Thousands of users have been affected by the incident
Last month, the Radisson Hotel Group, which has more than 1400 hotels distributed in 114 countries, discovered that the system where its rewards program was hosted had been attacked, as reported by experts in digital forensics from the International Institute of Cyber Security.
The attack occurred on September 11, 2018, but was detected by the hotel group until October 1st. The affected members of Radisson Rewards, the company’s user reward program, were informed several weeks later during the last days of October.
According to the hotel group’s digital forensics specialists, less than 10% of the members of its rewards program were affected by this incident.
Radisson Hotel Group was able to confirm later that the attackers did not get access to the users’ payment card data, their passwords or travel history. However, the following data were compromised during the incident:
- Full Name
- Country/countries of residence
- Email Address
- Name of the user’s company
- Phone Numbers
- Frequent Flyer number
- Radisson Rewards Membership number
In a security notice, the hotel group stated:
“All the accounts of the affected members have been secured and tracked to monitor any possible unauthorized activity. While the continued risk to Radisson Rewards accounts is low, users are encouraged to stay alert for any anomalous behavior.”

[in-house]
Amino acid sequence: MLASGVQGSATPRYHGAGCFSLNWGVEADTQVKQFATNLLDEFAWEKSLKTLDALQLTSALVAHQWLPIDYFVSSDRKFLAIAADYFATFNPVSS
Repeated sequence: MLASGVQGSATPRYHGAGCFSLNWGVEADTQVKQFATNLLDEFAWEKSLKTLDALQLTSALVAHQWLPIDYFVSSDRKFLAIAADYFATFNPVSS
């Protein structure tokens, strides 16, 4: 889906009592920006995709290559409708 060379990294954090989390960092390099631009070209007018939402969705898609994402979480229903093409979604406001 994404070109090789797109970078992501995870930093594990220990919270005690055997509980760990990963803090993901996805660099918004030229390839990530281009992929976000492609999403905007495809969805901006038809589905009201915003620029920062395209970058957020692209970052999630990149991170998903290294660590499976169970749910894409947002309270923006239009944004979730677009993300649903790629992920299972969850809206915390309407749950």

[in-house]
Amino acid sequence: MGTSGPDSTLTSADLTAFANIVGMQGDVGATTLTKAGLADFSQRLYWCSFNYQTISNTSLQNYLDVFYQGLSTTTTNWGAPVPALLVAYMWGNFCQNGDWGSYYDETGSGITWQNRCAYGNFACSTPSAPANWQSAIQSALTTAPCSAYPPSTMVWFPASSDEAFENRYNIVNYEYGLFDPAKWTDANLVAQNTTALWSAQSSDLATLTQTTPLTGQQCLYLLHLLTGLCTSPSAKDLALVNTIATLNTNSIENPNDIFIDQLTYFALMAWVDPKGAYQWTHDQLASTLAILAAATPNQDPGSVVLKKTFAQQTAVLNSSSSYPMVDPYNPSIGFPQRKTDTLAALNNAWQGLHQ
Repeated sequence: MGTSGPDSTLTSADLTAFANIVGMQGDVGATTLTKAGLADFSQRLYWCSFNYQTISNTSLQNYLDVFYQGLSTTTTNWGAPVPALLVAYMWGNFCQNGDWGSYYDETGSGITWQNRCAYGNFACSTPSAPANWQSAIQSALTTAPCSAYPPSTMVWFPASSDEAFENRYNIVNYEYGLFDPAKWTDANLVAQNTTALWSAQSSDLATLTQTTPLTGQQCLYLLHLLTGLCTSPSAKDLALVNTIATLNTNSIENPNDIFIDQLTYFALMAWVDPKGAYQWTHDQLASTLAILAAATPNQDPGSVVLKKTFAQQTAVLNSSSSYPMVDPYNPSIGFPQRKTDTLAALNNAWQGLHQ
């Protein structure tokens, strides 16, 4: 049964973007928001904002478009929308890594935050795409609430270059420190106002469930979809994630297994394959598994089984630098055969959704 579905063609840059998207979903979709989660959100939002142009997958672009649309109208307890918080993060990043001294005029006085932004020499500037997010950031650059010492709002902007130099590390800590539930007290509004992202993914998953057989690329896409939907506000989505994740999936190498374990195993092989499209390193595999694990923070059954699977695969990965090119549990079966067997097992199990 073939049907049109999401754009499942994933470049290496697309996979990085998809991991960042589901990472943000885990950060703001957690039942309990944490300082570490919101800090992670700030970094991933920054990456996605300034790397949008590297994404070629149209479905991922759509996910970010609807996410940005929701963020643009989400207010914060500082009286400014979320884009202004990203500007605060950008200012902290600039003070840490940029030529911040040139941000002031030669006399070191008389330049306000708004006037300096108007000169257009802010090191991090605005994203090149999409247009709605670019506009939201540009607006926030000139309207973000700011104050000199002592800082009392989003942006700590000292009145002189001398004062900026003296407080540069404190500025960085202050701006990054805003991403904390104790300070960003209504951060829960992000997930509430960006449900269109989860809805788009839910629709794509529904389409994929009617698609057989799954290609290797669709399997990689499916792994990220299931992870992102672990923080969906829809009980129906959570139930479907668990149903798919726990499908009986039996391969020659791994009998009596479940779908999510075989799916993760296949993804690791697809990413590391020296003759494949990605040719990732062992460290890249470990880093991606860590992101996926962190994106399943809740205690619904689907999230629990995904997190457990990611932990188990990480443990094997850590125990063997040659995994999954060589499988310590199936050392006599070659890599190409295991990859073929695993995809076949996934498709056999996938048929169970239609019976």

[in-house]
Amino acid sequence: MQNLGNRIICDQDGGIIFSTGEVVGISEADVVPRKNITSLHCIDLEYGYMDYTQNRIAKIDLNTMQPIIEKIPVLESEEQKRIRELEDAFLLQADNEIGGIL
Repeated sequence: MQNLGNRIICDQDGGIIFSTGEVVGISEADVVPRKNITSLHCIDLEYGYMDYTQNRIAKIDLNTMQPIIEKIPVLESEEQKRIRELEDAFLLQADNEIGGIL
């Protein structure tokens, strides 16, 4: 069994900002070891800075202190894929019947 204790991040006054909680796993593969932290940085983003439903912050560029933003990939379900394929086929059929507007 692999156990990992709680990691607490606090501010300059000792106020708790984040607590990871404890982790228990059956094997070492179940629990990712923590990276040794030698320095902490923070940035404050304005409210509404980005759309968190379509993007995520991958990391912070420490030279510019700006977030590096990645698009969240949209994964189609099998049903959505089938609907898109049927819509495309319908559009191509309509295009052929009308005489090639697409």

The Radisson Group also advised members to be aware of phishing emails:
Members of our rewards program should keep in mind that third parties could impersonate Radisson Rewards and attempt to collect personal information by deception (a tactic known as phishing). Radisson Rewards will not request your password or user information via email.
Although Radisson has contacted the affected users, it has not revealed how many of its members would have been affected by this incident, nor do they know details about the possible perpetrators of the attack.
Since Radisson’s headquarters is in Belgium and many of its users are residents of the European Union, the incident is under the jurisdiction of the strict GDPR. Radisson has confirmed that “the incident was immediately reported to EU regulators” but could still face fines of up to €20M or the equivalent of 4% of its annual earnings if it is discovered that it has violated individuals’ right to privacy.
Apparently Radisson was not prepared for the incident and is now suffering the consequences, consider specialists in digital forensics. Try to cope with the consequences of data theft while conducting regular operations in a company is a big challenge for any organization, regardless of its size.
What can a company do about it?
There are several ways to prepare for a data security incident. Staff awareness training is essential, along with compliance with regulatory frameworks such as GDPR and PCI DSS (payment card security standard). Organizations can also rely on joint work with IT specialists and cybersecurity to establish better computer security policies and comply with the security standards demanded by the authorities.
Working as a cyber security solutions architect, Alisa focuses on application and network security. Before joining us she held a cyber security researcher positions within a variety of cyber security start-ups. She also experience in different industry domains like finance, healthcare and consumer products.